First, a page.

Student Loans: A sustainable Model?


Against a backdrop of a massive increase in the costs of the UK Government are incurring to borrow the money to finance student loans, are we about to see a complete collapse in our approach to financing further education?

We know many post-92 Universities who are over reliant on student fee income are struggling, now the government have admitted that they anticipate paying are 1.6 percentage points more in interest on its debt than the interest it charges on student loans (source: Institute for Fiscal Studies). This is a sharp contrast to the situation two years ago when the government expected to pay 1.4 percentage points less than the rate of RPI inflation.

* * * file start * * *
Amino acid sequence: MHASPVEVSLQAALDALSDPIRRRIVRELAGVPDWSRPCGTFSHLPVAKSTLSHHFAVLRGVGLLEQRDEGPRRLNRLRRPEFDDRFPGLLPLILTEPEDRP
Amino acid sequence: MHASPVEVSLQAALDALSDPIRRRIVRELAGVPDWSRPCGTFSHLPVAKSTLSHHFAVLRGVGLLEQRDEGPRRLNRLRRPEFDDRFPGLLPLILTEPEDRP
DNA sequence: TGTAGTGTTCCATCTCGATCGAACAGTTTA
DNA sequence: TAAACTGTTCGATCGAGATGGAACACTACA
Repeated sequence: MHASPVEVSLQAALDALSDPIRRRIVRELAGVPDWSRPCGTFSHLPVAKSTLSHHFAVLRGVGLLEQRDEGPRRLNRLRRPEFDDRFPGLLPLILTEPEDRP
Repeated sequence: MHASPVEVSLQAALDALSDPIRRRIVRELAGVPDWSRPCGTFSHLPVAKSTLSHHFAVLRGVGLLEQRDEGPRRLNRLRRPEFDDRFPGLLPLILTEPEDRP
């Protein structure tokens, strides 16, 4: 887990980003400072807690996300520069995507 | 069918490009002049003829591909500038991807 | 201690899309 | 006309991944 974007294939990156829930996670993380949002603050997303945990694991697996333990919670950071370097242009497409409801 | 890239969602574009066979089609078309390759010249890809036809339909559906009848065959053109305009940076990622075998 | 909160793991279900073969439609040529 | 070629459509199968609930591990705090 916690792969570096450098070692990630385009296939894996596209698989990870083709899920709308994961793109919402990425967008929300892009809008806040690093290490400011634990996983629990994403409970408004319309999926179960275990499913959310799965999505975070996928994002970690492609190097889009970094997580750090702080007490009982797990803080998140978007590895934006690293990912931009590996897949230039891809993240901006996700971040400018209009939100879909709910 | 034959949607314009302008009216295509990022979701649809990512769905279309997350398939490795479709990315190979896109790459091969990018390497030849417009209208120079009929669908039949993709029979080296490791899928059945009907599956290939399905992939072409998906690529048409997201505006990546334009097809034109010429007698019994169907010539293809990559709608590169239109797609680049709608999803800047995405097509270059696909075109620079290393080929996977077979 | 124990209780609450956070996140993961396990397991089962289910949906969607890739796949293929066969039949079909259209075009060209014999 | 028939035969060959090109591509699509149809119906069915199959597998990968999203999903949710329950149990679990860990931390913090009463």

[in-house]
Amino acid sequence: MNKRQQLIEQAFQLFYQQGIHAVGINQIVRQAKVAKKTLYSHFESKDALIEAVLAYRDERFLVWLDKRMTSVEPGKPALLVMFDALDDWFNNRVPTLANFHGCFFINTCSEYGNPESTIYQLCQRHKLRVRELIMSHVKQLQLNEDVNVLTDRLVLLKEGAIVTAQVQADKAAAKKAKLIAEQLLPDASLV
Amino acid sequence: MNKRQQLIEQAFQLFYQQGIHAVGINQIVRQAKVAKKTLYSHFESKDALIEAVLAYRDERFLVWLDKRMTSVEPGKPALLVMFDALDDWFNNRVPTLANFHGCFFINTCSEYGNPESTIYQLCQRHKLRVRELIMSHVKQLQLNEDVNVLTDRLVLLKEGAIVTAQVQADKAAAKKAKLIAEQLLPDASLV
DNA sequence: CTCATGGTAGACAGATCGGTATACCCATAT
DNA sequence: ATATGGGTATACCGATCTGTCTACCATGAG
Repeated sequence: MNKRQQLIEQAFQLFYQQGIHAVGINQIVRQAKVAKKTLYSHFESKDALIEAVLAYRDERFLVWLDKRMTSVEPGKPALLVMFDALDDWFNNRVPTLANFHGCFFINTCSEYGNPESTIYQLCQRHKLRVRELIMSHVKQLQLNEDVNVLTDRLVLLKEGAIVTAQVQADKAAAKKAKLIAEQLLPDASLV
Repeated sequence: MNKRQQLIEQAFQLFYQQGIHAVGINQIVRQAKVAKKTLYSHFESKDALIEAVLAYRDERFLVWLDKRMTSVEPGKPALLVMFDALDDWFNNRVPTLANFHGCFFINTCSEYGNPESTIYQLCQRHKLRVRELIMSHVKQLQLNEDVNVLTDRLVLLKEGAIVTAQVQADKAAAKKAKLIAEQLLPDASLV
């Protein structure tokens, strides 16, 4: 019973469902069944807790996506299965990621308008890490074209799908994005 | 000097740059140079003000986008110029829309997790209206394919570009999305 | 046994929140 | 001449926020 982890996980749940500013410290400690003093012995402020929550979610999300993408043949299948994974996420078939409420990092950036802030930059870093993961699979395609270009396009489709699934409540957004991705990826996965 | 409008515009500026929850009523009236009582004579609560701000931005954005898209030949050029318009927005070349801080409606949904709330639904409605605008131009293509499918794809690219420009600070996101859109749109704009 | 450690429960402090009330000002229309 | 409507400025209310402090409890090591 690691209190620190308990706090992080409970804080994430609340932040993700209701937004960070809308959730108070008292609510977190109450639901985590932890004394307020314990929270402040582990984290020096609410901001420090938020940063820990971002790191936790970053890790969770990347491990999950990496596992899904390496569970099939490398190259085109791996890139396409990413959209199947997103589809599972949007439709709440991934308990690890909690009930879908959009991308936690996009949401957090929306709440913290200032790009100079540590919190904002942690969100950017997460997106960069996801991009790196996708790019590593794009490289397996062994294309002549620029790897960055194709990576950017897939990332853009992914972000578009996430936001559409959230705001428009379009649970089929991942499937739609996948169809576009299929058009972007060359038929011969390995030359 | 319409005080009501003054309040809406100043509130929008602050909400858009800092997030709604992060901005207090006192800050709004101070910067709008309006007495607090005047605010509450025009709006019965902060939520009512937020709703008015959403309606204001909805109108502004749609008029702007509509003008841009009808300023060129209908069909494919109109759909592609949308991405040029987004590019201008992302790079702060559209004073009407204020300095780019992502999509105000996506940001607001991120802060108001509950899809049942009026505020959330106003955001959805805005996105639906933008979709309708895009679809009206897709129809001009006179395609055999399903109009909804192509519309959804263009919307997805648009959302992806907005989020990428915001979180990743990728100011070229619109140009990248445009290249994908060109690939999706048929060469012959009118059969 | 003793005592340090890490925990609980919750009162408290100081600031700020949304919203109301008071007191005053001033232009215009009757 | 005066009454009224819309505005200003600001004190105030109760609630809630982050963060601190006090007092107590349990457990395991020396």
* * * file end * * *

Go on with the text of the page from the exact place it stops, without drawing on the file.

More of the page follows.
What does this mean in real figures?

Some figures for you – this surge in government borrowing costs equates to an increase in the expected cost of student loans, including financing costs, of more than £10 billion per year. At the end of 2021, the government could have expected to earn a net profit of £3.2 billion on student loans from the 2023 university entry cohort. However, with today’s borrowing costs, the government can expect to make a loss of £7.3 billion i.e. the cost of every student starting University is being subsidised by us, the taxpayer.

  • How sustainable is this model in the long run?
  • What impact will this have on future student loans (and the national debt)?
  • Will the current model of financing higher education (both in student loans and in Universities who are reliant of these fees) start to become a political ‘hot potato’?

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